Feeding Different Omega-3 Polyunsaturated Fatty Acid Sources Influences Renal Fatty Acid Composition, Inflammation, and Occurrence of Nephrocalcinosis in Female Sprague-Dawley Rats


The general population is encouraged to increase omega-3 polyunsaturated fatty acid (n-3 PUFA) intake in order to optimize health for preventative health care. Consumers are typically unaware that different amounts, types, and structural forms of n-3 PUFA have different efficacy. Therefore, the objectives of this study were to characterize different sources of n-3 PUFAs and to determine whether consumption of these oils influences renal fatty acid composition and renal health. Lipid classes and fatty acid profile of corn (CO), flaxseed (FO), menhaden (MO), salmon (SO), tuna (TO) or krill (KO) oils were determined by thin-layer and gas chromatography. All dietary oils consisted of >65% triglyceride with the exception of KO. KO and FO also contained phospholipids. FO was rich in the n-3 PUFA, alpha-linolenic acid (18:3n-3) whereas, the marine oils were rich in the long-chain n-3 PUFAs (>18 carbons). Following characterization of the oil sources, female Sprague-Dawley rats (age 28 d) were randomly assigned (n = 10/group) to be fed a high fat 12% (wt) diet consisting of these different oil sources for 8 weeks. Rats fed MO, TO, and SO had significantly higher renal eicosapentaenoic acid (20:5n-3) and docosahexaenoic acid (22:6n-3) deposition and this in turn, modulated inflammatory responses. Feeding rats MO, SO and TO reduced urinary excretion of 13,14-dihydro-15-keto prostaglandin E2. Feeding rats TO and SO reduced (P ≤ 0.002) nuclear factor kappa B activity and circulating TNFα (P < 0.05). In contrast, rats consuming KO had heavier kidney weights (P < 0.001), total calcium content, and histological evidence of renal calcification and tubulo-interstitial injury. This was due to increased (P < 0.001) urinary phosphorus excretion associated with the phospholipids content of KO. The study results indicated that consumption of n-3 PUFAs influences renal health and the effects varied depending on the n-3 PUFA source consumed.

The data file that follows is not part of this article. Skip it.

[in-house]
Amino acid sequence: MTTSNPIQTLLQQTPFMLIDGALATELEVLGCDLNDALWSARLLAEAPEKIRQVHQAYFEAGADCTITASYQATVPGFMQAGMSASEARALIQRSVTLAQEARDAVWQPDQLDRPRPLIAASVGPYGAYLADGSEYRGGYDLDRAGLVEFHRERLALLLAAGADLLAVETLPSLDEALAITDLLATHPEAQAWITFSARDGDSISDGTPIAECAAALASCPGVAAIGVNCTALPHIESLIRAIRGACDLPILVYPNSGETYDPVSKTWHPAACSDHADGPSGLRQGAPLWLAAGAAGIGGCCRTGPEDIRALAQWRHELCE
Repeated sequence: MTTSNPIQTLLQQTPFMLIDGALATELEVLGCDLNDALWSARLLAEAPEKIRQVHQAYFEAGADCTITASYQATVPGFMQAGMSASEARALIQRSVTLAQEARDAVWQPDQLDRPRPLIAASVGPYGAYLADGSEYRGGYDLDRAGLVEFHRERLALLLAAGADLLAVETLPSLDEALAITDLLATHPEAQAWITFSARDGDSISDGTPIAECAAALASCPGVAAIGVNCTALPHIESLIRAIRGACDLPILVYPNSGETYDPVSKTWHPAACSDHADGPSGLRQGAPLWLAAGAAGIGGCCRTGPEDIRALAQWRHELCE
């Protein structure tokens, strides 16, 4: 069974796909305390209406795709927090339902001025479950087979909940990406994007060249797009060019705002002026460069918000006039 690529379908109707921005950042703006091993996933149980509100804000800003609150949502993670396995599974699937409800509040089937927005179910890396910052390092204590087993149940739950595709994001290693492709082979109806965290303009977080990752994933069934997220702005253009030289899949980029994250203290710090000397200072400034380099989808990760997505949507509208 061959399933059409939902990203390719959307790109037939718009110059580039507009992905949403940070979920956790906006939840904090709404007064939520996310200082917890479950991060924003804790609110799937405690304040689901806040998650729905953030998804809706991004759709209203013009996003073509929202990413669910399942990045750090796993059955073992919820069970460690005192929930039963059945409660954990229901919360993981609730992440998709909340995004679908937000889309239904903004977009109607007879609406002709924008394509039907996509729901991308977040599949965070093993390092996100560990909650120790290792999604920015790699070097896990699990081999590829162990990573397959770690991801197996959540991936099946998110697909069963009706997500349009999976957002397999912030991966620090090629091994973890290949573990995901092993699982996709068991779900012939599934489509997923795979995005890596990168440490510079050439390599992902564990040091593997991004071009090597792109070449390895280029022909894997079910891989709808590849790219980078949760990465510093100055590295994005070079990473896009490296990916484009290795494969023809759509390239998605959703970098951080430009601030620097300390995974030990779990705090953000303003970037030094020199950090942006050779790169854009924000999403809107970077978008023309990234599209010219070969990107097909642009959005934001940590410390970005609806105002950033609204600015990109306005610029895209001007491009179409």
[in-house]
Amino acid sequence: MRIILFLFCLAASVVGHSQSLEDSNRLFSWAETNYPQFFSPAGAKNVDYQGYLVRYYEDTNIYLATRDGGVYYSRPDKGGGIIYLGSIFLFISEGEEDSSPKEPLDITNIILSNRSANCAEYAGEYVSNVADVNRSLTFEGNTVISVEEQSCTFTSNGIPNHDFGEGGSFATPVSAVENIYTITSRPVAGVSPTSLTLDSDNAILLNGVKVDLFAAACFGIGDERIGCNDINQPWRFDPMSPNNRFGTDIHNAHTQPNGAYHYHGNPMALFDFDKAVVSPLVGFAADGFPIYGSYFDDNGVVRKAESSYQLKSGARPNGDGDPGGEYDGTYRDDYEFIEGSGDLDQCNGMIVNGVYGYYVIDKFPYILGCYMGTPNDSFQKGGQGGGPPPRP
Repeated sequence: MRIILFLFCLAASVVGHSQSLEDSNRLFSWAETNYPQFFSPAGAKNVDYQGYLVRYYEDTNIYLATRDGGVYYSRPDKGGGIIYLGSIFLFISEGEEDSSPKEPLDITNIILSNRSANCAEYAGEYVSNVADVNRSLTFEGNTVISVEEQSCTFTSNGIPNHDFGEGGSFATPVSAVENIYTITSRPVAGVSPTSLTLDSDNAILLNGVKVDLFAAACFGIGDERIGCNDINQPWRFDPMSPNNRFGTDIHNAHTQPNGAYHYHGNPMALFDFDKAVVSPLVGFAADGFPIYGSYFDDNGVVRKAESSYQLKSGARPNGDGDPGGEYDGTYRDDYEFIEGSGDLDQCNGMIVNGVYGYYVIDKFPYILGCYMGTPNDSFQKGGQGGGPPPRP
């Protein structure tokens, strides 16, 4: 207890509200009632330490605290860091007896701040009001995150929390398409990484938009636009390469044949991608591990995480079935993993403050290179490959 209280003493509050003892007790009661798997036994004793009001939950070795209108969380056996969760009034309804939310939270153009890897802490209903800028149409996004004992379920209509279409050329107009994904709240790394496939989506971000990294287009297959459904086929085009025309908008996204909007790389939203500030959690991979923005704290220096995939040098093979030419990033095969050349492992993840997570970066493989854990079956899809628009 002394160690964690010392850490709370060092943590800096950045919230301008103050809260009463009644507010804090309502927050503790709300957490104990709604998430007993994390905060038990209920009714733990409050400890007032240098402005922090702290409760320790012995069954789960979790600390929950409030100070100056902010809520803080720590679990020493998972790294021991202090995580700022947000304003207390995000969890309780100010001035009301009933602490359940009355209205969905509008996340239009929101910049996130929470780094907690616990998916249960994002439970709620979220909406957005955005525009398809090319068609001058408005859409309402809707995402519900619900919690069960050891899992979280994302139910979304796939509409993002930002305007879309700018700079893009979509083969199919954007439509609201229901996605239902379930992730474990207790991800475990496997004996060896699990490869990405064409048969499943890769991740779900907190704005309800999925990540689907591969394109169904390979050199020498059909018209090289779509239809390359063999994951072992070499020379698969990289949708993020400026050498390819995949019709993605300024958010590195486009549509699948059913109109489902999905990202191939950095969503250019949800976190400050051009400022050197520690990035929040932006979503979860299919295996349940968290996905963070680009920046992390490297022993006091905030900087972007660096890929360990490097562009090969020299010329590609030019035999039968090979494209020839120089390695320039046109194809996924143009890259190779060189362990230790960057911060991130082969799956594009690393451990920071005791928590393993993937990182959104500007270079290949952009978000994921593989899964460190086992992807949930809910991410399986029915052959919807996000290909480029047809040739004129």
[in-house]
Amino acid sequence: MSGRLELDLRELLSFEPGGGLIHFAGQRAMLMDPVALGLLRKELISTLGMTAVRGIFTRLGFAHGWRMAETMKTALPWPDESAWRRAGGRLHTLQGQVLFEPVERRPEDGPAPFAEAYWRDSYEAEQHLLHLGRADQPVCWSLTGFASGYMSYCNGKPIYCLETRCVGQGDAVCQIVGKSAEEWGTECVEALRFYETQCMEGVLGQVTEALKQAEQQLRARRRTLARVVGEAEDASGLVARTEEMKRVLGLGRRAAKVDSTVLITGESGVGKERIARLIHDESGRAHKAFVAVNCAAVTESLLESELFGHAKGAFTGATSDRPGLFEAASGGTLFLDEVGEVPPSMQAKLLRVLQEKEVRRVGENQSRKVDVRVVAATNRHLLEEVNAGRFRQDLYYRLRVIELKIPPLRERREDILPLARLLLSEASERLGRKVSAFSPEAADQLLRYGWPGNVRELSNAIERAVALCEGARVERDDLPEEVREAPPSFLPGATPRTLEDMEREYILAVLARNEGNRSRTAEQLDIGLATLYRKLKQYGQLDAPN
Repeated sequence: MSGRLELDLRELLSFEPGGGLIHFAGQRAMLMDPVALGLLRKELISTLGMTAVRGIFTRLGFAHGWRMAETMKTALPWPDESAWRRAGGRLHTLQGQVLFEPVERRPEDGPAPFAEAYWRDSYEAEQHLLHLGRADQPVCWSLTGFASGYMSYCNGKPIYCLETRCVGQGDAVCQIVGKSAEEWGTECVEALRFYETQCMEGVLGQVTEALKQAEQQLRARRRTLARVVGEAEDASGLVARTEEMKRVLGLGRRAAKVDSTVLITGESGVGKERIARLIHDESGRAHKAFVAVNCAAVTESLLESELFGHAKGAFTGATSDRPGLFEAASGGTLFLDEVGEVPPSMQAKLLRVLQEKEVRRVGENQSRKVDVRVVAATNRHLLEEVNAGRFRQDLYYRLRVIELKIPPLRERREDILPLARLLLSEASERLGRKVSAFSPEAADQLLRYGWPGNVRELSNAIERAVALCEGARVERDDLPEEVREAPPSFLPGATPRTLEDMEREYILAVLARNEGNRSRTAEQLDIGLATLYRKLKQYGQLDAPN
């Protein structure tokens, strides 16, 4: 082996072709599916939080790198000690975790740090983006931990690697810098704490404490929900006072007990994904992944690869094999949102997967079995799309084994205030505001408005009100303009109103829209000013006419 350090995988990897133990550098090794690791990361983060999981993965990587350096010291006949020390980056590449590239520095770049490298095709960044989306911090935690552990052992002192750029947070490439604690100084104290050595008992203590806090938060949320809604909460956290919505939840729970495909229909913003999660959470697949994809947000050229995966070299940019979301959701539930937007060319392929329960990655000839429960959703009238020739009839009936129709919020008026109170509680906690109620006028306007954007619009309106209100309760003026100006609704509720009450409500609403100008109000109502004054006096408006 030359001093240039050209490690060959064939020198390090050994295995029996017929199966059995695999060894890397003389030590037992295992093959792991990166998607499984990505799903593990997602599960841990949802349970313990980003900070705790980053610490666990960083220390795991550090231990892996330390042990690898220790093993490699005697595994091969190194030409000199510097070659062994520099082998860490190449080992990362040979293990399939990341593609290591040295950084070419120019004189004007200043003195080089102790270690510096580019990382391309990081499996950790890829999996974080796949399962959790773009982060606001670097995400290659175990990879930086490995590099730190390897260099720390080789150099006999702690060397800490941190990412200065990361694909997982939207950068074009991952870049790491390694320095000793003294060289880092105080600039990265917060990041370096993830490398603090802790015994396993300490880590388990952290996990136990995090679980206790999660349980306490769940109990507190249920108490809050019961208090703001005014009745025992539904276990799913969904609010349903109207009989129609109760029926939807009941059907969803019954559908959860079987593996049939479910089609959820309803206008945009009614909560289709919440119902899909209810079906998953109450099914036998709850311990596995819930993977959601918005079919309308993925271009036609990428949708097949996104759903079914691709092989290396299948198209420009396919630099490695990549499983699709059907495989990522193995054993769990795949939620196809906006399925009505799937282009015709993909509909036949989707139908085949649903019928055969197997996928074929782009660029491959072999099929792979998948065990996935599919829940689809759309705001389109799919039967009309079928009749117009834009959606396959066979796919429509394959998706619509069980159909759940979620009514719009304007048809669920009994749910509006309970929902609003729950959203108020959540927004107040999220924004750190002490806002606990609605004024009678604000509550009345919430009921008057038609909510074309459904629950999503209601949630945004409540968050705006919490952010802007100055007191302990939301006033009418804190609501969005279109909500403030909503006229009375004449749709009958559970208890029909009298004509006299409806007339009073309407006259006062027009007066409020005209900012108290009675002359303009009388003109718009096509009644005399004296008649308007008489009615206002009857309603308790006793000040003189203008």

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J. Gigliotti, V. Benedito, R. Livengood, C. Oldaker, N. Nanda and J. Tou, "Feeding Different Omega-3 Polyunsaturated Fatty Acid Sources Influences Renal Fatty Acid Composition, Inflammation, and Occurrence of Nephrocalcinosis in Female Sprague-Dawley Rats," Food and Nutrition Sciences, Vol. 4 No. 9A, 2013, pp. 125-136. doi: 10.4236/fns.2013.49A1020.

Conflicts of Interest

The authors declare no conflicts of interest.


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